From the beginning, Alex sought to “create a timeless and classic logo, yet something that felt fresh and contemporary at the same time— reflecting the sophisticated, yet friendly artistic vibe of our island artists and creatives. I hope the community feels I’ve hit the mark.”
Bainbridge Creative District, is led by Arts & Humanities Bainbridge with partners: Bainbridge Chamber (co-chair), Downtown Association, Visit Bainbridge, Destination Bainbridge & Lodging Association, City Council member, Multicultural Advisory Council, Bainbridge Island Japanese American Community and Bainbridge Island Museum of Art (all part of the executive committee). The Arts Committee is led by Jean-Claude Louis and members Ken Matsudaira, Isobel Coney, Jonathan Warman, and other volunteers.
Although most communities define their creative district as a small geographical area of cultural and economic activity, Bainbridge Island is different. Our creative minds have public and private studios and businesses throughout the island. To accommodate this, the committee defines our creative district as the “Glow”:
“Our district also features a weekly Farmer’s Market, performing arts center, movie theaters, restaurants, bars, ice-cream shops, award-winning coffee shops, a community center in the “glow” consisting of artisans and makers (Bainbridge Artisans Resource Network – BARN), Large Studios, Bloedel Reserve, and so much more.” – Bainbridge Currents
The logo designed by Alex will be displayed on July 1 at the Moonlight Market (come and get a sticker), July 3 BCD launch and Street Dance, around Winslow and at our “experience the creative district” on Sep 10 in Winslow. You also will be hearing more about the Bainbridge Creative District in the weeks to come leading up to the official launch on July 3.
OTHER ISLAND WANDERINGS
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Island Wanderings: The Fabulous Fenderskirts: How three women became the island’s most iconic musical trio
Island Wanderings: A date with the Fabulous Fenderskirts – Gala Movie Event and Fundraiser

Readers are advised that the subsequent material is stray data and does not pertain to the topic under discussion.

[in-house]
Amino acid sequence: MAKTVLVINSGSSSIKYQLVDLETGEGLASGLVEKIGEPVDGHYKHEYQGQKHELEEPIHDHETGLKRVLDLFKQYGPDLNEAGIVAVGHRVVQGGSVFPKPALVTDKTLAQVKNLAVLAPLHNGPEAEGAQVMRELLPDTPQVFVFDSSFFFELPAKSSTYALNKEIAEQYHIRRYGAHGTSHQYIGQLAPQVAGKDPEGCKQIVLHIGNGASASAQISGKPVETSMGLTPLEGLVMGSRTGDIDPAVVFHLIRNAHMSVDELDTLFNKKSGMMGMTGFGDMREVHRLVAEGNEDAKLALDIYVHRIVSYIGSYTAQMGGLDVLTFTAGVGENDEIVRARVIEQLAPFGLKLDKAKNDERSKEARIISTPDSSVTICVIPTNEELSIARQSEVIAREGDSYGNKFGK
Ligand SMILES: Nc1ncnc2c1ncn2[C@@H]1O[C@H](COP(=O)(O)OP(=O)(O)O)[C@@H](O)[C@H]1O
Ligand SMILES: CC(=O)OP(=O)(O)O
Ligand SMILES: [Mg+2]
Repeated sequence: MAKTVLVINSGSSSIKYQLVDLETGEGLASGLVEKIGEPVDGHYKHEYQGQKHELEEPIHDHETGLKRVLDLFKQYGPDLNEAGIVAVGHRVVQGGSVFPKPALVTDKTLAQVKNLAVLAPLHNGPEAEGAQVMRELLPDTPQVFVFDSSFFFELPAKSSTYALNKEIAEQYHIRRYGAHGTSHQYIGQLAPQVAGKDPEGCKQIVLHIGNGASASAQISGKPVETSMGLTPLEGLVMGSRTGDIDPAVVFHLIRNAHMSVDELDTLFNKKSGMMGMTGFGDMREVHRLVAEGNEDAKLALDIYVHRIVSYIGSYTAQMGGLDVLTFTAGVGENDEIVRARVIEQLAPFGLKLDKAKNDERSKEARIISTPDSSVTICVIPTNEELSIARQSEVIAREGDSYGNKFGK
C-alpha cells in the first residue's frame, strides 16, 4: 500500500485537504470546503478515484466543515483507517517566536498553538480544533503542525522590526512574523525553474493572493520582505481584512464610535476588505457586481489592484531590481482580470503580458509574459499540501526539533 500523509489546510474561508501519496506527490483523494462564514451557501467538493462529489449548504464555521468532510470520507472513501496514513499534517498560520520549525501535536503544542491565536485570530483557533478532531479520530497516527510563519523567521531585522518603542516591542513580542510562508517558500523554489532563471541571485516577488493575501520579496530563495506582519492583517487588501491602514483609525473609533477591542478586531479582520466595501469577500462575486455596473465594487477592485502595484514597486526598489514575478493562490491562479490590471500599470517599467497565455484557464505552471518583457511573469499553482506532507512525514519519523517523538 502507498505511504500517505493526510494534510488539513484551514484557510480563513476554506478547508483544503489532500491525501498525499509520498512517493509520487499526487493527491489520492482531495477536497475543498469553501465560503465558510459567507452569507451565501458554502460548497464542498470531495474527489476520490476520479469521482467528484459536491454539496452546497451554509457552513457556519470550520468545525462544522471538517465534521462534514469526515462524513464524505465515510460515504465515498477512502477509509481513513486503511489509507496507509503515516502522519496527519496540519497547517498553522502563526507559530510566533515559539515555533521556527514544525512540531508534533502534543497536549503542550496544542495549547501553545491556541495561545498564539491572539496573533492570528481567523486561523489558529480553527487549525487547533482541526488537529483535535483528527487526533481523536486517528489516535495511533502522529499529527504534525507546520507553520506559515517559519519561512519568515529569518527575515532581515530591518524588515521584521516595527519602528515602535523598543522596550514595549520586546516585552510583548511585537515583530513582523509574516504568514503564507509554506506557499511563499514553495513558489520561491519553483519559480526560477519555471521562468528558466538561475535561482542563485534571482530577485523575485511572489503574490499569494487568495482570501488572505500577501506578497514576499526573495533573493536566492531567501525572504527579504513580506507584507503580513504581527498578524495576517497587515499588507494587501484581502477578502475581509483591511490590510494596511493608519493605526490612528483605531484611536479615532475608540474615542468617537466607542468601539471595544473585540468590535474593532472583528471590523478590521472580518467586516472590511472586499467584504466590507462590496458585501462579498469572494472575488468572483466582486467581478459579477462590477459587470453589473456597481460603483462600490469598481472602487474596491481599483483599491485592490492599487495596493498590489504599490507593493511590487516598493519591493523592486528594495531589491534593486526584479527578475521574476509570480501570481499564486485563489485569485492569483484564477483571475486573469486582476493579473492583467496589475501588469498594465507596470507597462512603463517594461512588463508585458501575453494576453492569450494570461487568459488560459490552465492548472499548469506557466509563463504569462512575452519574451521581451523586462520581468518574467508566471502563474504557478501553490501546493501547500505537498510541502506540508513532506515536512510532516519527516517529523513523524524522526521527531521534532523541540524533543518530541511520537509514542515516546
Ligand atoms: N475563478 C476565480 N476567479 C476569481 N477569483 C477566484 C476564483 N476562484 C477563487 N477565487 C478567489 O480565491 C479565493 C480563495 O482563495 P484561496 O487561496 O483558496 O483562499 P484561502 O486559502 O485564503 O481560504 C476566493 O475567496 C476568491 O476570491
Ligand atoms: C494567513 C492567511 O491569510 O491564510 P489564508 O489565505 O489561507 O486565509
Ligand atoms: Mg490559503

Island Wanderings: Alex Sanso – Creating Memories Through Collectible Art
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ABOUT MARGARET MILLMORE. Margaret Millmore is a supernatural fiction author and blogger, living on Bainbridge Island with her husband, Bryan. Her first published works were flash fiction, The Welcome Home and Untitled – Luke N. Goode, which were featured on Bay Area artist, Kenny Mencher’s blog. In 2011 she published her first full length novel, since then she’s published a three book series, another novel and her current series (via Next Chapter Publishing – formerly Creativia Publishing) What Haunts Me (Ghost Killer Book 1); The Edge of the Cemetery (Ghost Killer Book 2), which was awarded the August 2016 Book of the Month award by Long and Short Reviews; and What Hunts Me (Ghost Killer Book 3). The majority of her books are set in San Francisco where she lived—previous to island life—for over 26 years. Her preferred writing genre is supernatural fiction, with the exception of her time-travel novel, The Dragonfly Door. In addition to her novels, Margaret writes a blog, called The Island Wanderer – which focuses on people, events and businesses on Bainbridge Island: https://theislandwanderer.com/blog/. All her books can be found on her website and her Amazon Author page.